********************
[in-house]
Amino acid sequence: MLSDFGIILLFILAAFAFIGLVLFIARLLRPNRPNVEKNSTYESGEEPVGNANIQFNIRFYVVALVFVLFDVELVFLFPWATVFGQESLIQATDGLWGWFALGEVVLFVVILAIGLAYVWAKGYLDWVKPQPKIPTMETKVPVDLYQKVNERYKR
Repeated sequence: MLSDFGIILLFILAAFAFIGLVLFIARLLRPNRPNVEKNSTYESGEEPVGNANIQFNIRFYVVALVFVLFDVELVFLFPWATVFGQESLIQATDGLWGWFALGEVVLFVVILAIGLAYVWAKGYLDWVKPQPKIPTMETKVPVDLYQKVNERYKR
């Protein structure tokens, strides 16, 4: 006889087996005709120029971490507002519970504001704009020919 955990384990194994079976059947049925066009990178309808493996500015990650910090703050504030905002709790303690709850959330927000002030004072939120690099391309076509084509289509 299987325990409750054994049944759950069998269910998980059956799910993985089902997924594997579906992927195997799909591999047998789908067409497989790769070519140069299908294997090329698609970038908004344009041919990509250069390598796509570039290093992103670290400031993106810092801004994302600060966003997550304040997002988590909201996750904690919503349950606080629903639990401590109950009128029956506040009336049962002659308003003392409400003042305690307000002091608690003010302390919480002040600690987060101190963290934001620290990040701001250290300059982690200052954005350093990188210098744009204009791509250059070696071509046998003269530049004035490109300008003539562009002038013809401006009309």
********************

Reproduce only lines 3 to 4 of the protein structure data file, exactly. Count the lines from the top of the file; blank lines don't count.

Repeated sequence: MLSDFGIILLFILAAFAFIGLVLFIARLLRPNRPNVEKNSTYESGEEPVGNANIQFNIRFYVVALVFVLFDVELVFLFPWATVFGQESLIQATDGLWGWFALGEVVLFVVILAIGLAYVWAKGYLDWVKPQPKIPTMETKVPVDLYQKVNERYKR
């Protein structure tokens, strides 16, 4: 006889087996005709120029971490507002519970504001704009020919 955990384990194994079976059947049925066009990178309808493996500015990650910090703050504030905002709790303690709850959330927000002030004072939120690099391309076509084509289509 299987325990409750054994049944759950069998269910998980059956799910993985089902997924594997579906992927195997799909591999047998789908067409497989790769070519140069299908294997090329698609970038908004344009041919990509250069390598796509570039290093992103670290400031993106810092801004994302600060966003997550304040997002988590909201996750904690919503349950606080629903639990401590109950009128029956506040009336049962002659308003003392409400003042305690307000002091608690003010302390919480002040600690987060101190963290934001620290990040701001250290300059982690200052954005350093990188210098744009204009791509250059070696071509046998003269530049004035490109300008003539562009002038013809401006009309």